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Bevacizumab Triplet Improves Survival in Mesothelioma 

Adding bevacizumab (Avastin) to a standard chemotherapy doublet reduced the risk of death by 24% and disease progression by 39% in patients with malignant pleural mesothelioma (MPM), according to results from the phase II/III MAPS trial presented at the 2015 World Conference on Lung Cancer.

“The treatment of pemetrexed, cisplatin, and bevacizumab is a new treatment paradigm for patients with malignant pleural mesothelioma,” lead author Arnaud Scherpereel, MD, PhD, head of the Pulmonary and Thoracic Oncology Department and professor at the University Hospital (CHU) of Lille, France, said in a press conference at the World Lung meeting.

The French Cooperative Thoracic Intergroup (IFCT) phase II/III IFCT-GFPC-0701 MAPS trial included 448 chemotherapy-naïve patients enrolled across 73 locations between February 2008 and January 2014. Patients had to have unresectable, histologically confirmed MPM and an ECOG performance status (PS) of 0 to 2 (96.7% had a PS of 0-1). The median patient age was 65.7 years (range, 34.7-75.9).

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Model helps predict long-term survival after surgery in patients with malignant mesothelioma

A prognostic model appeared to help predict long-term survival in patients with malignant pleural mesothelioma who underwent extrapleural pneumonectomy, according to results of a retrospective study.

“The therapy for malignant pleural mesothelioma is still somewhat controversial, and the optimal surgical approach is still a matter of debate,” Giovanni Leuzzi, MD, medical director of thoracic surgery at IRCCS Foundation, National Cancer Institute in Milan, said in a press release. “Our study found clinic-surgical factors that can indicate which patients will benefit the most from surgery so that patients and their physicians can better decide the optimal course of therapy.”

Leuzzi and colleagues retrospectively reviewed clinicopathologic and oncological factors of patients with malignant pleural mesothelioma (MPM) who had undergone extrapleural pneumonectomy to determine predictors of long-term survival after surgery.

The analysis included 468 patients (median age, 61 years) who underwent surgery for MPM in nine thoracic surgery centers in Italy from January 2000 to December 2010.

Almost one in four (22.9%) patients survived at least 3 years after surgery. Patients who survived at least 3 years had a lower exposure to asbestos (71.6%) compared with those who did not survive as long (83.1%) (P = .03).

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For BASF, huge potential liability emerges years after deal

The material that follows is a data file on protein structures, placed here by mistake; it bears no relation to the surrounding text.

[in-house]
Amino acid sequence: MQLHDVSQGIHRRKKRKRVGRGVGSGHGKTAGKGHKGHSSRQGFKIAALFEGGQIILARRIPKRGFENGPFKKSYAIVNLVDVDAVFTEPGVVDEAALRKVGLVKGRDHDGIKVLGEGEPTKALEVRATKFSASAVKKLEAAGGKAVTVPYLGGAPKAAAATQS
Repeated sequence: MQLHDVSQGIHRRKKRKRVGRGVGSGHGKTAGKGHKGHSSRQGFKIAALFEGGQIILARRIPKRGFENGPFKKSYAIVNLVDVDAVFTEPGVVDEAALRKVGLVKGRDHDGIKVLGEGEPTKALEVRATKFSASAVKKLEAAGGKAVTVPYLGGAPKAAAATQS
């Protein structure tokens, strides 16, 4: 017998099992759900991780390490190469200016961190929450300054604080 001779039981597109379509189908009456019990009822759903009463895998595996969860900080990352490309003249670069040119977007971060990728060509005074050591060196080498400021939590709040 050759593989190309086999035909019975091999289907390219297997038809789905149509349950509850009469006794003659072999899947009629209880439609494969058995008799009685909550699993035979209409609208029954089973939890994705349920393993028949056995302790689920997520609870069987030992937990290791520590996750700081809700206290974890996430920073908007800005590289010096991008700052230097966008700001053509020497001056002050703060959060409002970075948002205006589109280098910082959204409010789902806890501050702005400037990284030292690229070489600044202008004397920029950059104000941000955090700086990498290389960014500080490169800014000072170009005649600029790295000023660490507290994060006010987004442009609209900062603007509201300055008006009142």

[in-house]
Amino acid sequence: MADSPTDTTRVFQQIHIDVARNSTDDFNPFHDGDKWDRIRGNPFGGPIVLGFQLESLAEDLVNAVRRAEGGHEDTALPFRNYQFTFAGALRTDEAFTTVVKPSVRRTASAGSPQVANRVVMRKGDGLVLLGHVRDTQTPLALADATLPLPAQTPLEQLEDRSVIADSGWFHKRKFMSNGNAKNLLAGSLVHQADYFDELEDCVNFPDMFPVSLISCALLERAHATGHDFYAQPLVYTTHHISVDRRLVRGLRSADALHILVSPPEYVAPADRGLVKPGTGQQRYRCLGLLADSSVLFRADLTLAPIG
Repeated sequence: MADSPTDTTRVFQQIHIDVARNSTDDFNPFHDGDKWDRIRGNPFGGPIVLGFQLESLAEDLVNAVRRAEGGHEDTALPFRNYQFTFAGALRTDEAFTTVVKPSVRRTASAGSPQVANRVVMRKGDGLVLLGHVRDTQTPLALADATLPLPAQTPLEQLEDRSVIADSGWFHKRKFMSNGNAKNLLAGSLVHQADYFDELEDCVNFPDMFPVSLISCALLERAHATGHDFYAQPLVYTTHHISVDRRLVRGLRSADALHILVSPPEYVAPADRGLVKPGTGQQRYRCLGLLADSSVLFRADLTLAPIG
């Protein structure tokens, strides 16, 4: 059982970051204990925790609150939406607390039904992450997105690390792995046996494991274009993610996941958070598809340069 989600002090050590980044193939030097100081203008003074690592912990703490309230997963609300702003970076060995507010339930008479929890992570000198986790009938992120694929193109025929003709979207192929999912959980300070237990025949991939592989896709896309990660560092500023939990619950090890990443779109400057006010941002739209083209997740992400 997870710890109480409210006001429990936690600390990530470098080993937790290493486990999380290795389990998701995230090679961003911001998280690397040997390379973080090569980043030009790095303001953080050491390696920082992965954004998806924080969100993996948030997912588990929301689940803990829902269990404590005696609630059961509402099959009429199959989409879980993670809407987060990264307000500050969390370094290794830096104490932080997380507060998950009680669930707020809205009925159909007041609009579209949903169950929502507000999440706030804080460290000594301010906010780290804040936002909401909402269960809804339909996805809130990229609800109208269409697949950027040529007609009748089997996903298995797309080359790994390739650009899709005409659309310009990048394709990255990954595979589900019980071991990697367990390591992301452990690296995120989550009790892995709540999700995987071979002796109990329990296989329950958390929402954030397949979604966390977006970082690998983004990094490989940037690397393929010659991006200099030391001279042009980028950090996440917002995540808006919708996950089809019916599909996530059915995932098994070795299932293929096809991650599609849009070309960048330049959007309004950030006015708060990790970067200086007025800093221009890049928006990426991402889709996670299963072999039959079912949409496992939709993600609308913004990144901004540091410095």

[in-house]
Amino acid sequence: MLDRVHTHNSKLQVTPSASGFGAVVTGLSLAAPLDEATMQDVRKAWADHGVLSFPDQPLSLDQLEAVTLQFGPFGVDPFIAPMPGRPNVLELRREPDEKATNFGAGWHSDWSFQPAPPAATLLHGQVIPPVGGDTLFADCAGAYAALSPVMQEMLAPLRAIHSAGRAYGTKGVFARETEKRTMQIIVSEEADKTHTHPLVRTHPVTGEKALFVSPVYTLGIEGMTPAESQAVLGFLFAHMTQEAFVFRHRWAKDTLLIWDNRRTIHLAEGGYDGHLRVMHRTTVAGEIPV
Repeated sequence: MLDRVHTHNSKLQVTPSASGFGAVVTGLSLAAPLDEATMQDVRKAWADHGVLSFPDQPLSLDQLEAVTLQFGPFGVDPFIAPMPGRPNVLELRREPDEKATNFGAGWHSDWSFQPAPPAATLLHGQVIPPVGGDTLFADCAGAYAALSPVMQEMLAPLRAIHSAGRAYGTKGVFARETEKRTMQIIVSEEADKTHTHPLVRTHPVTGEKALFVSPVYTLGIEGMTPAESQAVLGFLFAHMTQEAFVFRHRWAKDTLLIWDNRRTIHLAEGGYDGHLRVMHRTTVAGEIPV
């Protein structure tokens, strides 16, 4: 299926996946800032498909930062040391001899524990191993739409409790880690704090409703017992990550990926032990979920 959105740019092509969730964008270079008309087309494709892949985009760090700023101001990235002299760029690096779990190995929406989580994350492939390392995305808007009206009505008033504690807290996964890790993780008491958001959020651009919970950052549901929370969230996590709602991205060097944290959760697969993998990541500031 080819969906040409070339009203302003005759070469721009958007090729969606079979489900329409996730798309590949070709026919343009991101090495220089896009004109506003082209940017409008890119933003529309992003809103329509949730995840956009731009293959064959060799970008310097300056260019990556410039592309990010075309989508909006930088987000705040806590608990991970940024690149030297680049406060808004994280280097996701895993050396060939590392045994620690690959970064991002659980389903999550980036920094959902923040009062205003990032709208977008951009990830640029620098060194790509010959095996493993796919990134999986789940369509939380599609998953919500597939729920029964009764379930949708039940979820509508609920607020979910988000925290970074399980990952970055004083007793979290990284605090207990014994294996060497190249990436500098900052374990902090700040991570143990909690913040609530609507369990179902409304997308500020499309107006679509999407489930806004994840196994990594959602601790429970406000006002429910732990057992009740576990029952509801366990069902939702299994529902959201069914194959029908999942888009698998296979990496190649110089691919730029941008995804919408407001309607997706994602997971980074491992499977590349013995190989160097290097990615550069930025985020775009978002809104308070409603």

When BASF acquired Engelhard Corp. nine years ago for $5 billion, executives unknowingly inherited a ticking legal time bomb.

It all began decades ago over the seemingly mundane industrial product talc, used in everything from wallboards to handling auto tires on the factory line.

In 1983, Engelhard quietly settled a lawsuit after its officials testified in depositions that talc produced by a company mine contained cancer-causing asbestos. All evidence was sealed and Engelhard and its law firm repeatedly said in subsequent lawsuits spanning more than two decades that the company’s talc was asbestos-free.

It wasn’t until 2009, after BASF assumed Engelhard’s liabilities, that another picture began to emerge. A former Engelhard scientist testifying in a lawsuit filed by his own daughter said he was told that “asbestos in trace amounts was found in talc,” and the company’s legal department “told us to purge our records” relating to the mine. A co-worker testified about test results in the 1970s showing the presence of asbestos in the talc.

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Source: For BASF, huge potential liability emerges years after deal – Chicago Tribune


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Current Systemic Management of Pleural Malignant Mesothelioma

Abstract

Malignant mesothelioma remains an uncommon malignancy of the pleura. Standard systemic therapy involves the use of pemetrexed and cisplatin. Recent results of a phase III, randomized clinical trial presented at the American Society of Clinical Oncology (ASCO) Annual Meeting in June 2015 support the addition of bevacizumab to this regimen. The study showed that the addition of bevacizumab improved progression-free survival and overall survival in those without contraindications to vascular endothelial growth factor inhibitor therapy. Second-line therapies yield modest efficacy, but commonly used agents include vinorelbine and gemcitabine, largely based on small phase II trials prior to the first-line use of pemetrexed. Efforts are ongoing to improve systemic options in all lines of therapy. Based on the success in other disease, promising new drugs are being explored that target key aberrant pathways in mesothelioma. Additionally, the advent of immunotherapies has led to some exciting results in mesothelioma….

 

Plaintiffs Reload in Fraud Case Against Cahill, BASF

After winning a high-profile appellate reversal last year, plaintiffs lawyers at Cohen, Placitella & Roth and Fox Rothschild have filed revamped allegations that Cahill Gordon & Reindel and BASF Catalysts conspired to destroy evidence in sprawling asbestos litigation….

The filing marks the latest development in a proposed class action brought in 2011 by the relatives of people who allegedly died from exposure to asbestos-contaminated talc made by Engelhard Corp., which BASF acquired in 2006. As The American Lawyer detailed in a feature story last year, Cahill and BASF are accused of conspiring to destroy and conceal evidence relevant to separate litigation brought by alleged asbestos victims.

The plaintiffs’ fraud allegations against Cahill and BASF are sweeping, tracing back more than 25 years to a 1979 lawsuit over the death of a former Engelhard employee. After BASF, through lawyers at Cahill, settled that lawsuit in 1984, the plaintiffs allege that BASF began directing employees to discard documents that related to asbestos in the company’s talc.

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Source: Plaintiffs Reload in Fraud Case Against Cahill, BASF